To the average person it might look like scientists operate in an ivory tower away from reality, which, can make engaging in scientific issues intimidating. To bridge this gap engaged citizens and scientists have launched themselves into the “citizen science” way of doing things. Basically what that means is that they’re taking science to the streets.
Through Uprose and HabitatMap, another New York-based environmental justice organization, Gomez and a handful of other youth banded together to figure out exactly how much pollution the expressway was coughing into the neighborhood. “There are no entrances to the expressway in Sunset Par–just the exits,” says fellow youth organizer Brian Gonzales. “So we’re left with thousands of cars and trucks passing through every day.” The exhaust from those cars–particularly particulate matter 2.5, which is so small that 60 particles lined up equal the width of a human hair–is especially pernicious. While larger particles may lodge in nose hairs or the back of the throat and never make it into the body, PM 2.5 passes deep into the lungs and eventually the blood. They cause short-term problems like asthma and bronchitis, and cancer and heart disease later.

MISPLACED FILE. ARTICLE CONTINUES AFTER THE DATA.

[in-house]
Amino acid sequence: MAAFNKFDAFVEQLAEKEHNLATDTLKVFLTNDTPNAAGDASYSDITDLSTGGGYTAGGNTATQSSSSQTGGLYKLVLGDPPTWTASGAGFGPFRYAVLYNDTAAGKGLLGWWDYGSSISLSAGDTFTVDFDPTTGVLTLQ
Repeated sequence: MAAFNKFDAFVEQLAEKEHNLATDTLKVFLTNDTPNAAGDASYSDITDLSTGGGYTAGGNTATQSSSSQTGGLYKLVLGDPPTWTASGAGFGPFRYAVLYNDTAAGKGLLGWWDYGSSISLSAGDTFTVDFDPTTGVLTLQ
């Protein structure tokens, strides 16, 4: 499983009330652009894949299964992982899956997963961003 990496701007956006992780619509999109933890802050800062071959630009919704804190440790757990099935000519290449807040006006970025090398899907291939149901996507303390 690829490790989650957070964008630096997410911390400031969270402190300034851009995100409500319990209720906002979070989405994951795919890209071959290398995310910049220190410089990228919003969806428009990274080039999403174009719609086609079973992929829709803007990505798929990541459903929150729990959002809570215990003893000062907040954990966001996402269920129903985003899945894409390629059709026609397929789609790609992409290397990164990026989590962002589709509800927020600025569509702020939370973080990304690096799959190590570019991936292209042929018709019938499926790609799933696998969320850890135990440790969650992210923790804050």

People are more aware than ever before about the damage to our planet caused by plastics. The whole life-cycle of plastics causes harm from collecting non-renewable oils to the long lifetime of most plastic products. Plastic has even been found at the bottom of the Mariana Trench (video below)! Of course, campaigns exist to try to reuse plastic use on a industrial scales while increasing recycling capacity. There is something that you can do today to help reduce plastic waste: skip the straw when you order a drink.
So we wanted to help out reducing the plastic straw. Today. Not waiting for politicians or governments to take action but just by the power of people. So we made a little sticker that can help to change our habits. A friendly one that bar owners can appreciate (because they can buy less straws)
Made by the Lieke. aka Liekeland. Everything she draws looks just..beautiful. I’d highly recommend to check out her website, best enjoyed with a cup of tea.
OK back to it. You can find 3 different stickers in this download kit.
1: Menu Stickers. Small to stick on the drink section on a menu
2: Counter Stickers. Slightly bigger and contain some extra information, perfect to stick on the bar or counter
3: Street sticker. Spread the word on the streets. Simple but effective! (we occasionally sell a few in our bazar)
Read more and get the sticker kit.
The inability to easily take action is a leading factor in why people don’t engage in political change. The creators of a new service, Resistbot, want to make it simple for Americans to have their voices heard. Resistbot is a bot you can interact with via SMS or using it has a plugin to Telegram or Facebook Messenger. For now, it has simple services but has it grows more abilities are being added to help people connect, organize, and have their voices heard.
Text RESIST to Resistbot on Telegram, Messenger, or to 50409 on SMS* and I’ll find out who represents you in Congress, and deliver your message to them in under 2 minutes. No downloads or apps required.